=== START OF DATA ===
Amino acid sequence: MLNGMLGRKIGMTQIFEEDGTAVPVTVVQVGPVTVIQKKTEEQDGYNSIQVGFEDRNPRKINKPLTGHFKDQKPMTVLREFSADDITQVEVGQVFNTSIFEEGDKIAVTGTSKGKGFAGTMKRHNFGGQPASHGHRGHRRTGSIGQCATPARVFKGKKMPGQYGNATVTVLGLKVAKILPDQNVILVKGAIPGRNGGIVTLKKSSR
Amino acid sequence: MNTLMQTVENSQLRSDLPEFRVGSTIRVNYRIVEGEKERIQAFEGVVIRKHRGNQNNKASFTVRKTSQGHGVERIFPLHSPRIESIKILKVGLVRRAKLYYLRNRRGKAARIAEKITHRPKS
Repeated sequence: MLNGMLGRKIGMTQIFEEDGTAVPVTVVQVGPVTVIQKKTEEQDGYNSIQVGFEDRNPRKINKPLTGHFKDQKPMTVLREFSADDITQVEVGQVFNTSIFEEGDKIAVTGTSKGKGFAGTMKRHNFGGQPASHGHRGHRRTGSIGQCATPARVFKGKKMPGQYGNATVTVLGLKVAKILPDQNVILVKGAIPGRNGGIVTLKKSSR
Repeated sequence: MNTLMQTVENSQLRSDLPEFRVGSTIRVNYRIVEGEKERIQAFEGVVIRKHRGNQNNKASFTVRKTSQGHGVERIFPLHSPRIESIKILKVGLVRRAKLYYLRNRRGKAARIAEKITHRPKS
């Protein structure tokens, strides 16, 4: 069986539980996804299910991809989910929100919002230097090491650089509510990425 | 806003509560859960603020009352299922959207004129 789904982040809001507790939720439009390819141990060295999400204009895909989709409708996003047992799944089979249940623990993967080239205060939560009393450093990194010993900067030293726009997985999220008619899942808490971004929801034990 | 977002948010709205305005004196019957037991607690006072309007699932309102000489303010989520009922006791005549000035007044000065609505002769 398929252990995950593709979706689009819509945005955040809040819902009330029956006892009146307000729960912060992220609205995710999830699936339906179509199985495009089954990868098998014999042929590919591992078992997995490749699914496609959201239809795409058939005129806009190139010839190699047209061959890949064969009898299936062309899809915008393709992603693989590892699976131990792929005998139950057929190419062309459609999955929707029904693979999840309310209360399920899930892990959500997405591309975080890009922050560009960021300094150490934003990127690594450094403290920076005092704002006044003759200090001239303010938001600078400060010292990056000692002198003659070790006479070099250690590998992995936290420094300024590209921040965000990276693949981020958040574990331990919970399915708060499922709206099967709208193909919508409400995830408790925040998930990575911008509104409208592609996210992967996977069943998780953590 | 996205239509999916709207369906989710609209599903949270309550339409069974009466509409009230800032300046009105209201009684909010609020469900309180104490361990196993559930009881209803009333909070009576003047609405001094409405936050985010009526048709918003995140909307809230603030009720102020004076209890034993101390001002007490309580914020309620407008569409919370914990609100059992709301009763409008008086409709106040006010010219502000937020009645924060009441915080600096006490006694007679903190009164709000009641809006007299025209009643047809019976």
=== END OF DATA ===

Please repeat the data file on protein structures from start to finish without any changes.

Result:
Amino acid sequence: MLNGMLGRKIGMTQIFEEDGTAVPVTVVQVGPVTVIQKKTEEQDGYNSIQVGFEDRNPRKINKPLTGHFKDQKPMTVLREFSADDITQVEVGQVFNTSIFEEGDKIAVTGTSKGKGFAGTMKRHNFGGQPASHGHRGHRRTGSIGQCATPARVFKGKKMPGQYGNATVTVLGLKVAKILPDQNVILVKGAIPGRNGGIVTLKKSSR
Amino acid sequence: MNTLMQTVENSQLRSDLPEFRVGSTIRVNYRIVEGEKERIQAFEGVVIRKHRGNQNNKASFTVRKTSQGHGVERIFPLHSPRIESIKILKVGLVRRAKLYYLRNRRGKAARIAEKITHRPKS
Repeated sequence: MLNGMLGRKIGMTQIFEEDGTAVPVTVVQVGPVTVIQKKTEEQDGYNSIQVGFEDRNPRKINKPLTGHFKDQKPMTVLREFSADDITQVEVGQVFNTSIFEEGDKIAVTGTSKGKGFAGTMKRHNFGGQPASHGHRGHRRTGSIGQCATPARVFKGKKMPGQYGNATVTVLGLKVAKILPDQNVILVKGAIPGRNGGIVTLKKSSR
Repeated sequence: MNTLMQTVENSQLRSDLPEFRVGSTIRVNYRIVEGEKERIQAFEGVVIRKHRGNQNNKASFTVRKTSQGHGVERIFPLHSPRIESIKILKVGLVRRAKLYYLRNRRGKAARIAEKITHRPKS
């Protein structure tokens, strides 16, 4: 069986539980996804299910991809989910929100919002230097090491650089509510990425 | 806003509560859960603020009352299922959207004129 789904982040809001507790939720439009390819141990060295999400204009895909989709409708996003047992799944089979249940623990993967080239205060939560009393450093990194010993900067030293726009997985999220008619899942808490971004929801034990 | 977002948010709205305005004196019957037991607690006072309007699932309102000489303010989520009922006791005549000035007044000065609505002769 398929252990995950593709979706689009819509945005955040809040819902009330029956006892009146307000729960912060992220609205995710999830699936339906179509199985495009089954990868098998014999042929590919591992078992997995490749699914496609959201239809795409058939005129806009190139010839190699047209061959890949064969009898299936062309899809915008393709992603693989590892699976131990792929005998139950057929190419062309459609999955929707029904693979999840309310209360399920899930892990959500997405591309975080890009922050560009960021300094150490934003990127690594450094403290920076005092704002006044003759200090001239303010938001600078400060010292990056000692002198003659070790006479070099250690590998992995936290420094300024590209921040965000990276693949981020958040574990331990919970399915708060499922709206099967709208193909919508409400995830408790925040998930990575911008509104409208592609996210992967996977069943998780953590 | 996205239509999916709207369906989710609209599903949270309550339409069974009466509409009230800032300046009105209201009684909010609020469900309180104490361990196993559930009881209803009333909070009576003047609405001094409405936050985010009526048709918003995140909307809230603030009720102020004076209890034993101390001002007490309580914020309620407008569409919370914990609100059992709301009763409008008086409709106040006010010219502000937020009645924060009441915080600096006490006694007679903190009164709000009641809006007299025209009643047809019976």